About Chelyen Davis:
Chelyen Davis is health reporter for The Free Lance-Star
The ER as front door
In talking with Dr. Jody Crane the other day, I was reminded of how a hospital’s emergency department is truly its front door.
Crane has been an ER physician at Mary Washington Hospital since 2000. He said that two-thirds of all admissions at the average hospital come from the ED. At Mary Washington, about 27 percent of the people who walk through the ED door end up getting admitted for further care.
These percentages become important, Crane said, when you consider the new federal health care legislation. The new law adds millions of people to the Medicaid rolls, beginning in 2014. These people are likely to use the ER for their primary care, he said, and some will become admitted patients. Crane and others have suggested that hospitals get ready for this new surge of patients. “If anybody thinks more volume isn’t coming, they’re nuts,” he said.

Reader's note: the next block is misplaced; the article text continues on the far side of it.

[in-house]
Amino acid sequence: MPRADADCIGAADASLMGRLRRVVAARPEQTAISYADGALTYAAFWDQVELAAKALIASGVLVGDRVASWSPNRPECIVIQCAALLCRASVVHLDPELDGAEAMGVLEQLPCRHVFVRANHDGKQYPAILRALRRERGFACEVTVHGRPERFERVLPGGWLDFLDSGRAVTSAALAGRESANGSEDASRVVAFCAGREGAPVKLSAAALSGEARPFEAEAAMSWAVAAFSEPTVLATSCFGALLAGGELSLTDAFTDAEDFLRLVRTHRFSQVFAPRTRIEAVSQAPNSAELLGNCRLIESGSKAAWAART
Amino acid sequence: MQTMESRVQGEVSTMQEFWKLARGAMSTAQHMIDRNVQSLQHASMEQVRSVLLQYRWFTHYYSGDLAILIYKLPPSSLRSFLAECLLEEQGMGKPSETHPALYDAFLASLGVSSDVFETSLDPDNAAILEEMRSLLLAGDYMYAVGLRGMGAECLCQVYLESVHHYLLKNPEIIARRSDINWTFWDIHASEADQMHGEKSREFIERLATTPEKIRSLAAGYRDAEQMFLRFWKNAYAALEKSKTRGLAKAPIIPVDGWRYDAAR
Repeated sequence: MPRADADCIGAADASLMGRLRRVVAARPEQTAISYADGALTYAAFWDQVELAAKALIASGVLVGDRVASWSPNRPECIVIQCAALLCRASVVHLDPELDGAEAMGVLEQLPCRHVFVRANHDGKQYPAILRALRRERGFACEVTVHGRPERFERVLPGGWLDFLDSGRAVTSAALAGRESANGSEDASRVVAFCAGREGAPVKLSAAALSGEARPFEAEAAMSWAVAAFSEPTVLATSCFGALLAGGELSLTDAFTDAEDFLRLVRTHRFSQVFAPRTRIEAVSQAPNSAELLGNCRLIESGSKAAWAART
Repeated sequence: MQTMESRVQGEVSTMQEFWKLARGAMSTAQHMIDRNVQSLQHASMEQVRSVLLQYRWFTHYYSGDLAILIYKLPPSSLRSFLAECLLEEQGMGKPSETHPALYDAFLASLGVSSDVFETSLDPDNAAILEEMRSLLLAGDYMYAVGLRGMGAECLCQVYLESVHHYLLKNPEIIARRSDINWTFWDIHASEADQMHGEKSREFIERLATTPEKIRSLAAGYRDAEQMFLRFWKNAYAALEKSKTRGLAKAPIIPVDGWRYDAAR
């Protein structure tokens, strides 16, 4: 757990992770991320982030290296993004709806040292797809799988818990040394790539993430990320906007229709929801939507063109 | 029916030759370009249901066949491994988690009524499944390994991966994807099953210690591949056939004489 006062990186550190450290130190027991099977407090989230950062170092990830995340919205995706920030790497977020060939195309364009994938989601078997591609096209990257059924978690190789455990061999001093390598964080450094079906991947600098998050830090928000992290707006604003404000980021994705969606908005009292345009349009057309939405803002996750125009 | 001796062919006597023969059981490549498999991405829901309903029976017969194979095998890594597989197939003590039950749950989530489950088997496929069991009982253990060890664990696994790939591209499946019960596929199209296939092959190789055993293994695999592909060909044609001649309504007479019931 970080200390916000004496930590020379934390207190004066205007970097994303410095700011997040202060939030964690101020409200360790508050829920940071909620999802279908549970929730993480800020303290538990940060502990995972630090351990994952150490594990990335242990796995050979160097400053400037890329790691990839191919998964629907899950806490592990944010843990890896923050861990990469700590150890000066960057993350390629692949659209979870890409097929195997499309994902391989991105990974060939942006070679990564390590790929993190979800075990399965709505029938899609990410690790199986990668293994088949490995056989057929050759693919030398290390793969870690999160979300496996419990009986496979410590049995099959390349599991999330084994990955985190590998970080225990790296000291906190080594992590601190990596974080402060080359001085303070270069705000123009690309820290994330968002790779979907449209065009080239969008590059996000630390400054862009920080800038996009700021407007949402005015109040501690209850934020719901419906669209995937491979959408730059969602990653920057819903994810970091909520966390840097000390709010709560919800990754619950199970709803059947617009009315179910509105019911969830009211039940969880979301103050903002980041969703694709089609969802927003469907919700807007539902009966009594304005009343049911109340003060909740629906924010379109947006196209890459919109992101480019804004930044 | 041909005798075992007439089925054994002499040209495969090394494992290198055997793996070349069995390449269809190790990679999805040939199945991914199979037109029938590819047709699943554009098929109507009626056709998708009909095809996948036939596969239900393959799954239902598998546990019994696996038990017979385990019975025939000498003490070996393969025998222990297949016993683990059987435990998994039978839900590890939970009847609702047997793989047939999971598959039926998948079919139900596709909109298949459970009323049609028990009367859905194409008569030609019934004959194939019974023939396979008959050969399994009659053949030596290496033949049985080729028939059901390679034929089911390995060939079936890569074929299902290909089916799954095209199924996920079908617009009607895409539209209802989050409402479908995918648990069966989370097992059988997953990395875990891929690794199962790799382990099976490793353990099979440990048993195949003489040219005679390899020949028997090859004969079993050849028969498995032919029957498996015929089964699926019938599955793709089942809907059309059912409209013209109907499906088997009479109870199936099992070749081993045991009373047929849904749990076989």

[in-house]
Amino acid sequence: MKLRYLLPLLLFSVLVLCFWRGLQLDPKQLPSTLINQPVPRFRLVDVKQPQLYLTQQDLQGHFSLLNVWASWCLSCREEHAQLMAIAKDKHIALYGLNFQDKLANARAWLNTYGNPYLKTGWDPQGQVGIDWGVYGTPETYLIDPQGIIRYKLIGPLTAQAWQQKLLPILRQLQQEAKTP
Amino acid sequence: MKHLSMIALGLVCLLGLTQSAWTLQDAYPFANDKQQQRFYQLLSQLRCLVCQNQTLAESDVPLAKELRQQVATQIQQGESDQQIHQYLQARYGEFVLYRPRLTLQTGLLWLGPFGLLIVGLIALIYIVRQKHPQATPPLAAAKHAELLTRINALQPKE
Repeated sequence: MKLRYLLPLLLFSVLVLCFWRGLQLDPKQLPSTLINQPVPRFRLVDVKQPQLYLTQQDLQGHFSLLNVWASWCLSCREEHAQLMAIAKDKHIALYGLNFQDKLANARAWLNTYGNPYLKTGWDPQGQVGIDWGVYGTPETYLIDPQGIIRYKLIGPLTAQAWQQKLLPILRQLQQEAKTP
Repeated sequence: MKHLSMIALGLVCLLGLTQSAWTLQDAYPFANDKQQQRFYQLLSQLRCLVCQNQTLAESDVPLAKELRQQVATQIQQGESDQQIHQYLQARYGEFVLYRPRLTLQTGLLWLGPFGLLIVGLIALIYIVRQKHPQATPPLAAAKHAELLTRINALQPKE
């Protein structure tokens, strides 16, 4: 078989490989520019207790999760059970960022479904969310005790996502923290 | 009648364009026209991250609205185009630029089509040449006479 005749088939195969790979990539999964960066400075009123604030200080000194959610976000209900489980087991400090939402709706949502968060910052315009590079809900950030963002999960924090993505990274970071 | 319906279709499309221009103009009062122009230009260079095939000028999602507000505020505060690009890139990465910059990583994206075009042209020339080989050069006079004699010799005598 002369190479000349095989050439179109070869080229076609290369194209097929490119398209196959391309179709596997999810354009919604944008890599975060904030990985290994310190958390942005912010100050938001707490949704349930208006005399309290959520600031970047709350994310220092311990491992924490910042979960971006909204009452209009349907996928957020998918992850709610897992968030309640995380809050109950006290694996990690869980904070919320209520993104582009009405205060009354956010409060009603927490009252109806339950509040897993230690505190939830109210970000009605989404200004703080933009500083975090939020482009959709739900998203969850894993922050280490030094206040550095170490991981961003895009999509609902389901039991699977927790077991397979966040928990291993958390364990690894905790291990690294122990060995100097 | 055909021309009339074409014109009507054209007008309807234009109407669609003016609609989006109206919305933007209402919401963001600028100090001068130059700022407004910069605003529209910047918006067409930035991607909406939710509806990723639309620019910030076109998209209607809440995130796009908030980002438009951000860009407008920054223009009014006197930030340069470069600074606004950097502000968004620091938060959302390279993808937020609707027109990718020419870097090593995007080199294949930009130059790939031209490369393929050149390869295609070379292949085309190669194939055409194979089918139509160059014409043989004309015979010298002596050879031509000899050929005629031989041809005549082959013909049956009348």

A resident of Fredericksburg, Crane, 41, is a graduate of the VCU Medical School. He did his advanced training at the University of Illinois at Chicago. He also got an MBA in 2004 from the University of Tennessee at Knoxville, where he remains an adjunct professor. He owns his own consulting business.
(For more on hospital crowding and the Health Department’s new guidelines on patient boarding, see the story this weekend in the paper.)